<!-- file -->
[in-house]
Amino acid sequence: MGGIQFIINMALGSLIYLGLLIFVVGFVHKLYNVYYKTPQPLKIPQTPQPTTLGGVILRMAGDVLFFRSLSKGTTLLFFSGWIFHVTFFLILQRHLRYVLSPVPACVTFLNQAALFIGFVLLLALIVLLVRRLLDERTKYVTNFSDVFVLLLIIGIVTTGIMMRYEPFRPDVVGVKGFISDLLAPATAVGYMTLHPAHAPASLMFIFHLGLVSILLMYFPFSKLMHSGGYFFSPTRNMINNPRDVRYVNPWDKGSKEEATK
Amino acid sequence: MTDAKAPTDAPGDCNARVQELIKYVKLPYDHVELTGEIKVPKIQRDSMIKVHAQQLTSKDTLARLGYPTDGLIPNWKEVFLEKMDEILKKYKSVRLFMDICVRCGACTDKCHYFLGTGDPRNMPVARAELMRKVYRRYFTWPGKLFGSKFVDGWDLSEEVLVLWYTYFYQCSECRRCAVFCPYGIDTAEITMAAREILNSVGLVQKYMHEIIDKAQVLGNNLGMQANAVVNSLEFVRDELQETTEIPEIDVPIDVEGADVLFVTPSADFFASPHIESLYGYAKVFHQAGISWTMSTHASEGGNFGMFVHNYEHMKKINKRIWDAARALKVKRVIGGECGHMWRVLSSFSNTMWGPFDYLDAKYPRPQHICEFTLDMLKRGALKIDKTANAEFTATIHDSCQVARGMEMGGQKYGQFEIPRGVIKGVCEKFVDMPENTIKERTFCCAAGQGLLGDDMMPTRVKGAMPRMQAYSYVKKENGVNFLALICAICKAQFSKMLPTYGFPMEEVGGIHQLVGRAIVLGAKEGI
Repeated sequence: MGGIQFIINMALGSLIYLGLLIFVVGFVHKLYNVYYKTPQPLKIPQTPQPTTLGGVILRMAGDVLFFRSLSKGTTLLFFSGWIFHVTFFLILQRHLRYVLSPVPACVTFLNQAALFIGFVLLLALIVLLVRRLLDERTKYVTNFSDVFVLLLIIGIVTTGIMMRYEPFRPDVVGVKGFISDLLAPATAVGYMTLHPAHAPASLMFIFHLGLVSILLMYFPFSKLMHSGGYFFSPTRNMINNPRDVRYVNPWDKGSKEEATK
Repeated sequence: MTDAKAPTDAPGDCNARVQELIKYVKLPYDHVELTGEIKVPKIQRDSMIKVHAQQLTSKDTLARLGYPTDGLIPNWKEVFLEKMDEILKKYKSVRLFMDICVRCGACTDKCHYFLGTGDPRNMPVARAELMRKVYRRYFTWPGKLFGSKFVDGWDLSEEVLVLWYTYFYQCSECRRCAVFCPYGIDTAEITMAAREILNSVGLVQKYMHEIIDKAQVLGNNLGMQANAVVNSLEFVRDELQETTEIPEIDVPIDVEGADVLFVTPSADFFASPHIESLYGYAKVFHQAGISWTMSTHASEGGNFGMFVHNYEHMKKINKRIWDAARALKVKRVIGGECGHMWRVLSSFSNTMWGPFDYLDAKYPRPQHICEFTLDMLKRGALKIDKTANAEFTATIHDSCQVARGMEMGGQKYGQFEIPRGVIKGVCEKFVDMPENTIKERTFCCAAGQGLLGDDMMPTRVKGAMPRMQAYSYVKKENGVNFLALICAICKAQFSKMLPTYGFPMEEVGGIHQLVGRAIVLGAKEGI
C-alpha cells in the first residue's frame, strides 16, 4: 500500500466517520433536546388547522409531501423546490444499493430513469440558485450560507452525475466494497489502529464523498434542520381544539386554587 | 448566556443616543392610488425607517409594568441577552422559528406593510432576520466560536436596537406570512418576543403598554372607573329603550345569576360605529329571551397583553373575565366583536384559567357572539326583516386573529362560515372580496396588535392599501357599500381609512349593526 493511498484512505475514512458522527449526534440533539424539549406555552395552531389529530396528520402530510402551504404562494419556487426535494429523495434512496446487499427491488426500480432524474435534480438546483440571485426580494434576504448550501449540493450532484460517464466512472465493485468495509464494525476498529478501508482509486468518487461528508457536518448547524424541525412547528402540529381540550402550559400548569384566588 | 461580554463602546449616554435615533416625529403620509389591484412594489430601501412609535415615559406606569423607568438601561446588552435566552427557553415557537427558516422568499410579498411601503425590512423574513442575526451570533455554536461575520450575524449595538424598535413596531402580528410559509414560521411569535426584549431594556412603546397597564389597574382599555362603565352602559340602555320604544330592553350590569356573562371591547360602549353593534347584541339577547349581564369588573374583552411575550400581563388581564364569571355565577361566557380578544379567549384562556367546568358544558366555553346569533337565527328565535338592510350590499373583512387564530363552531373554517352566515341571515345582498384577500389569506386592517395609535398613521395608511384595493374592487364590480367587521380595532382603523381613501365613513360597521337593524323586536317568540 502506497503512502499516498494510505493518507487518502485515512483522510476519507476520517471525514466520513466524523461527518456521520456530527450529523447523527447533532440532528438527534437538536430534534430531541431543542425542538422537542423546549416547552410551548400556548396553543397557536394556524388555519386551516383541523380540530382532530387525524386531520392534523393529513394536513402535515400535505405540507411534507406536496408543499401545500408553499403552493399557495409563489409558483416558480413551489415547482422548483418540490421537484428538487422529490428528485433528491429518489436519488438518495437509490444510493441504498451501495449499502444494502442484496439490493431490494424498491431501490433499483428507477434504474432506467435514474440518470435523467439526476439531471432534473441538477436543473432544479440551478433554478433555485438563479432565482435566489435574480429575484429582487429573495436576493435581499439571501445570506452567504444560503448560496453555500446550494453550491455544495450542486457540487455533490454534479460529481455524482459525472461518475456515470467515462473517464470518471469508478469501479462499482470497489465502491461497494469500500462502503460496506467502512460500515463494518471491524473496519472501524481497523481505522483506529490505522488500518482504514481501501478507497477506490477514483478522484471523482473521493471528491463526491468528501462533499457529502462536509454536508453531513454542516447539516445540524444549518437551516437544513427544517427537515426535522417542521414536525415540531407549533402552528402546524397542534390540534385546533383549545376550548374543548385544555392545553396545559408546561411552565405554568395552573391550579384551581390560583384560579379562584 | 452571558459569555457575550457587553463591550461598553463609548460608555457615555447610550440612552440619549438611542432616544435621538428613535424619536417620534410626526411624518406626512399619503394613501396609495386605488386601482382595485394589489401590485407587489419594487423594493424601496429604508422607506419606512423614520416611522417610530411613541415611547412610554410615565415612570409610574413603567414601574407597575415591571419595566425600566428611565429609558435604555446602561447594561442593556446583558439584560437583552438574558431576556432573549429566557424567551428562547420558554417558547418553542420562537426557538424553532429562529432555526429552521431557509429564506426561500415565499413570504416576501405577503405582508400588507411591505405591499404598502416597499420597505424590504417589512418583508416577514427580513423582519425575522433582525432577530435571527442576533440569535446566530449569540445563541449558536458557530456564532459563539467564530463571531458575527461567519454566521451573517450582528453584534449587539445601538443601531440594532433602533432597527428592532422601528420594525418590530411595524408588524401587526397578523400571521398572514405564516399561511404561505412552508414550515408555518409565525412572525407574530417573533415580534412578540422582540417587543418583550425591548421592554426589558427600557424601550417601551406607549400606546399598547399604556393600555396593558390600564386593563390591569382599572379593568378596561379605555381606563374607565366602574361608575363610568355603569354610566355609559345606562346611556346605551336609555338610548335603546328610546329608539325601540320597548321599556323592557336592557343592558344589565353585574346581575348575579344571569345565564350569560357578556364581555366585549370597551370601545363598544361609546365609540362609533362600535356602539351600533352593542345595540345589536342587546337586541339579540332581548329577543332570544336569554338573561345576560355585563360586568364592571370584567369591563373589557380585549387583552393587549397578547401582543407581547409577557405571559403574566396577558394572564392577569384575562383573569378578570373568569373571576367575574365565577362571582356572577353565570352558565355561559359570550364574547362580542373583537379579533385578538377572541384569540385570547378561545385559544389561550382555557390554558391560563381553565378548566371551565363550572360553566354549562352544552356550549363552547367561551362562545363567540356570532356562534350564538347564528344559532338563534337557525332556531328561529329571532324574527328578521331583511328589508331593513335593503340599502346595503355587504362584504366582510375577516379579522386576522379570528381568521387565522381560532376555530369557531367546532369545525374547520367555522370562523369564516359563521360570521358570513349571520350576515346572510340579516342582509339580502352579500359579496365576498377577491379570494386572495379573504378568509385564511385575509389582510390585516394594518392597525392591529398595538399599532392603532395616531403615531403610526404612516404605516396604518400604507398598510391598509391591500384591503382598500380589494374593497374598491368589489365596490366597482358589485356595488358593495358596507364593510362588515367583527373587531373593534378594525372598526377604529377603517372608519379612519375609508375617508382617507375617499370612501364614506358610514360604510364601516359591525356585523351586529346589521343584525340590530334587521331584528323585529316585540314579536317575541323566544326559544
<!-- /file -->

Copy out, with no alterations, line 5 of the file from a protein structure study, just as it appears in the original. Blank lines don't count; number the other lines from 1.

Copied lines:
Repeated sequence: MTDAKAPTDAPGDCNARVQELIKYVKLPYDHVELTGEIKVPKIQRDSMIKVHAQQLTSKDTLARLGYPTDGLIPNWKEVFLEKMDEILKKYKSVRLFMDICVRCGACTDKCHYFLGTGDPRNMPVARAELMRKVYRRYFTWPGKLFGSKFVDGWDLSEEVLVLWYTYFYQCSECRRCAVFCPYGIDTAEITMAAREILNSVGLVQKYMHEIIDKAQVLGNNLGMQANAVVNSLEFVRDELQETTEIPEIDVPIDVEGADVLFVTPSADFFASPHIESLYGYAKVFHQAGISWTMSTHASEGGNFGMFVHNYEHMKKINKRIWDAARALKVKRVIGGECGHMWRVLSSFSNTMWGPFDYLDAKYPRPQHICEFTLDMLKRGALKIDKTANAEFTATIHDSCQVARGMEMGGQKYGQFEIPRGVIKGVCEKFVDMPENTIKERTFCCAAGQGLLGDDMMPTRVKGAMPRMQAYSYVKKENGVNFLALICAICKAQFSKMLPTYGFPMEEVGGIHQLVGRAIVLGAKEGI